Little White Soil Bugs

Updated November 21, 2016

Home gardeners often find little white bugs in the soil of potted plants. These insects are the larval form of fungus gnats, which are non-biting insects that resemble mosquitoes. Fungus gnats are known to infest damp soil, algae and decaying vegetable matter. While fungus gnats are relatively harmless, they can become a nuisance when they infest indoor plants.


Adult fungus gnats are also known as dark-winged fungus gnats that measure 1/8 inch in length. Female fungus gnats lay their eggs in the potting soil which hatch in 5 to 7 days and produce white maggot-like larvae. Fungus gnat larvae have black heads and measure 1/4 inch in length. The larvae remain two or three inches beneath the soil surface and pupate within 8 to 20 days to become adult fungus gnats.


Fungus gnat larvae feed on matter found in potting soil and on plant roots. This feeding can damage the root system of the plant and cause plants to appear unhealthy. Small plants and young seedlings typically sustain the most severe damage from fungus gnat larvae. Root damage can increase the risk of root diseases. Adult fungus gnats are drawn to light and are often found flying in windows. These gnats are a nuisance as they swarm any time plants are moved or bumped.

Cultural Control

Using sterile potting soil in your houseplants will eliminate fungus gnat development. Repotting plants every few months will also reduce infestations. Fungus gnats are most abundant in saturated soil, so avoid over-watering your houseplants to reduce infestations. Allow the potting soil to dry completely before providing your plant with additional water. Fungus gnats are also abundant in wet areas inside the home such as slow drains and areas of standing water. Cleaning your drains with a stiff brush can eliminate fungus gnats.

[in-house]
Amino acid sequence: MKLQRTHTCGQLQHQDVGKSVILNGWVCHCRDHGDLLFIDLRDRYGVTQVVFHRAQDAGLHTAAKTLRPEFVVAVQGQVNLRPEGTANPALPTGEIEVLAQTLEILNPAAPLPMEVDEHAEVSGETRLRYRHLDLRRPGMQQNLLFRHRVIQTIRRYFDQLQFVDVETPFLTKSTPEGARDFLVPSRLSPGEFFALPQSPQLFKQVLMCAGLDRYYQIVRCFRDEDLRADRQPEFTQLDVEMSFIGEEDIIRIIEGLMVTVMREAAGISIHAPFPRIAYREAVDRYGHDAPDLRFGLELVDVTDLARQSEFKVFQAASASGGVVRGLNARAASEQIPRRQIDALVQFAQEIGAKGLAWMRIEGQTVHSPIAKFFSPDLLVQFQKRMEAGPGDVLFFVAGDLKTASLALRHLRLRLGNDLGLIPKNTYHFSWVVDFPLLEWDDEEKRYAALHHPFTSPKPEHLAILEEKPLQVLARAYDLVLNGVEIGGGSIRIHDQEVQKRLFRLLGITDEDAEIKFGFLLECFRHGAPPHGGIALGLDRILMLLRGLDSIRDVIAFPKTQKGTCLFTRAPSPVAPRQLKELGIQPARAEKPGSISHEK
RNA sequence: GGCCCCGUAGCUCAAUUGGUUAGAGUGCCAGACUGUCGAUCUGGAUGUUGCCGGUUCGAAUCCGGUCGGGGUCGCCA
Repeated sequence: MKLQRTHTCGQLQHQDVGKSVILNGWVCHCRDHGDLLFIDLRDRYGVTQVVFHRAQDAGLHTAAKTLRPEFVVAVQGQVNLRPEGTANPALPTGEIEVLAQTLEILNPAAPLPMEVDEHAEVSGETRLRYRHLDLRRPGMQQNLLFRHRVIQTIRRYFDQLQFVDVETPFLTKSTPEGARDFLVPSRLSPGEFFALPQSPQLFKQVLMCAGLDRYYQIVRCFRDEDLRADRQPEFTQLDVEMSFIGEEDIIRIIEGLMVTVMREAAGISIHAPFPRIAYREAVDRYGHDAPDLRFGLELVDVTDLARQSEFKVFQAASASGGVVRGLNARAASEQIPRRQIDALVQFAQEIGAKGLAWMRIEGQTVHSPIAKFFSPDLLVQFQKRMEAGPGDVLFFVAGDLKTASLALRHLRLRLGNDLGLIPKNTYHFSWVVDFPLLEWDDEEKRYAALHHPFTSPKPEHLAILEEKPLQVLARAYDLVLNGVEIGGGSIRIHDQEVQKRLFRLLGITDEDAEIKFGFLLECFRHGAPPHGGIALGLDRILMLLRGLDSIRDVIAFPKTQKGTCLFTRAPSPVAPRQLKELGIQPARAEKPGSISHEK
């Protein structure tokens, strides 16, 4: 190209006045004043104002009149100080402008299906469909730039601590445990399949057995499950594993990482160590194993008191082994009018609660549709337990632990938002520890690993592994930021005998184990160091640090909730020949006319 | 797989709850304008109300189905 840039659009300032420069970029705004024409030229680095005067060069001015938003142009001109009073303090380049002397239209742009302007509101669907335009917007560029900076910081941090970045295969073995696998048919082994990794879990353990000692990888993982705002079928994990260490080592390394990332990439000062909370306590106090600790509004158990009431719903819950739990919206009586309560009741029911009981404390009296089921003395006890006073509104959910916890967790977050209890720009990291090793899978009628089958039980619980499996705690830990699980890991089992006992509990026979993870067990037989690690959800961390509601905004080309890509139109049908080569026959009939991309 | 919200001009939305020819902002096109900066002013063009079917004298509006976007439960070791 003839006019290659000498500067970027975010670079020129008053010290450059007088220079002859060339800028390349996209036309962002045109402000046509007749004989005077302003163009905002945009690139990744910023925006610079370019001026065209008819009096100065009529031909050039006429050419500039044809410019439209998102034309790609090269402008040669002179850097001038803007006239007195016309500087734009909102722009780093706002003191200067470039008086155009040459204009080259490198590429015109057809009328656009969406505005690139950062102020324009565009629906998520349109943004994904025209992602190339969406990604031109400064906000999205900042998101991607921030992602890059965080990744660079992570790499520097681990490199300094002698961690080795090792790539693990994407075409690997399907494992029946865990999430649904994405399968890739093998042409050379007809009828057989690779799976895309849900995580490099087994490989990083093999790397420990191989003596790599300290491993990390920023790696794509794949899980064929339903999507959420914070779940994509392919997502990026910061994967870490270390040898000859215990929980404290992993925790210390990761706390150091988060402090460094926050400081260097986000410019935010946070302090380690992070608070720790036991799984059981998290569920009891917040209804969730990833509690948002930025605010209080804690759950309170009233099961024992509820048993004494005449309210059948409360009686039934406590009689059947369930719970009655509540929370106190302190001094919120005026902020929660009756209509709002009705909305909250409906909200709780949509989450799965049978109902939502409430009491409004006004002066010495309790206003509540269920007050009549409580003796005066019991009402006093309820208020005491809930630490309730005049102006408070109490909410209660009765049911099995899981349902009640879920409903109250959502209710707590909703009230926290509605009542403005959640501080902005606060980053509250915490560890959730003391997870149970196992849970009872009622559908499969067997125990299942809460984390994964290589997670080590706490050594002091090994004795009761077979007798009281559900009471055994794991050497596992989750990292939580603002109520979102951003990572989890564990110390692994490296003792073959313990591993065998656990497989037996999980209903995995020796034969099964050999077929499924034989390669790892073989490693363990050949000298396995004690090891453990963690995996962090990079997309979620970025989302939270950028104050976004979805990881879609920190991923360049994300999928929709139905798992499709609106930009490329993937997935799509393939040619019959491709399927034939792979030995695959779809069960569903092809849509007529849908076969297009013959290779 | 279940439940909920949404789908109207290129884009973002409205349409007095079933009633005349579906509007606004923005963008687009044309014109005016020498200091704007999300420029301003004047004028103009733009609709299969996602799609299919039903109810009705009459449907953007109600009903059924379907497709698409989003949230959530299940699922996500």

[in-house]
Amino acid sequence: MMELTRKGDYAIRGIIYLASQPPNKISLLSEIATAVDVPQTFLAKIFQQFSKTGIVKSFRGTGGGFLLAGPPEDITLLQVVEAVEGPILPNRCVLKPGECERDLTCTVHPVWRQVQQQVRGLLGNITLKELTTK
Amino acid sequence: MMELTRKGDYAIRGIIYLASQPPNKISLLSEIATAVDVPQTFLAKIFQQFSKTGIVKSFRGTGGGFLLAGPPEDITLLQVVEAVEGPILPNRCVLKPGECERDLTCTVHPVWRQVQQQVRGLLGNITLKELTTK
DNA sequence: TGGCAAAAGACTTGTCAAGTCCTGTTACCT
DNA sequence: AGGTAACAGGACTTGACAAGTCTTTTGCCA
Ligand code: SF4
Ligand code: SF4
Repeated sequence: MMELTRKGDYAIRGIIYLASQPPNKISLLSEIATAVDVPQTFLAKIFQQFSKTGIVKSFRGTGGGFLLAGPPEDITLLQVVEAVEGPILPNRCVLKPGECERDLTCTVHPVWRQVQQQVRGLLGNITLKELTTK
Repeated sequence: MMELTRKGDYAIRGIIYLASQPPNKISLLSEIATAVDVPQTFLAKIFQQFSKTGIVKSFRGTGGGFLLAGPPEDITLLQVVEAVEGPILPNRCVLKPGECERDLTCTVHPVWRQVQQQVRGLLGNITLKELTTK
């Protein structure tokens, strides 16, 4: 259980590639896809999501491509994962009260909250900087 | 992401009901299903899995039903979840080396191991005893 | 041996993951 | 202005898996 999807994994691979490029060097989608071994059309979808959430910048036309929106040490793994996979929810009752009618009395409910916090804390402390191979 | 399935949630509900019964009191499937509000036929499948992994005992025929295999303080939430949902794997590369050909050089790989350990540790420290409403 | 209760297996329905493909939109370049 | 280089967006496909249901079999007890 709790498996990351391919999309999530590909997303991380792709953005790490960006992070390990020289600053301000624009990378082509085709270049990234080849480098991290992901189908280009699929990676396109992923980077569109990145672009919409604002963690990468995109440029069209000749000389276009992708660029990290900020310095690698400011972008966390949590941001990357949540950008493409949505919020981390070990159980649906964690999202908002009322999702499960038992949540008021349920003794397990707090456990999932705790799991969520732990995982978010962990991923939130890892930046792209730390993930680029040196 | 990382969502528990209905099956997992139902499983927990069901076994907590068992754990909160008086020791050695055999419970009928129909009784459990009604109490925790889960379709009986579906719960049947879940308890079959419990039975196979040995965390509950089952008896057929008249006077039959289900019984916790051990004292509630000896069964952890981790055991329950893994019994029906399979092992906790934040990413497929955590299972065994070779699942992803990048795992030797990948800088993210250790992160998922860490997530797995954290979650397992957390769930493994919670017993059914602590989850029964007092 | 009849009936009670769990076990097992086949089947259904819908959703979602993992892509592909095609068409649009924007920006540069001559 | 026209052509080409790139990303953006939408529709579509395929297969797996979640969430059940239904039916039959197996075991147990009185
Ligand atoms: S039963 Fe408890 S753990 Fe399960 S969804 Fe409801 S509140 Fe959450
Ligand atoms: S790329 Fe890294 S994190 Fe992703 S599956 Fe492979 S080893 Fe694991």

Chemical Control

Adult fungus gnats can be eliminated by spraying them with aerosol sprays labelled for use on flying insects. Apply these sprays to the soil of infested houseplants and around the rim of the pot to control fungus gnat larvae. Yellow sticky traps attract adult fungus gnats and capture them. Place these traps in window sills or near infested plants for best results.

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About the Author

Tracy Hodge has been a professional writer since 2007. She currently writes content for various websites, specializing in health and fitness. Hodge also does ghostwriting projects for books, as well as poetry pieces. She has studied nutrition extensively, especially bodybuilding diets and nutritional supplements.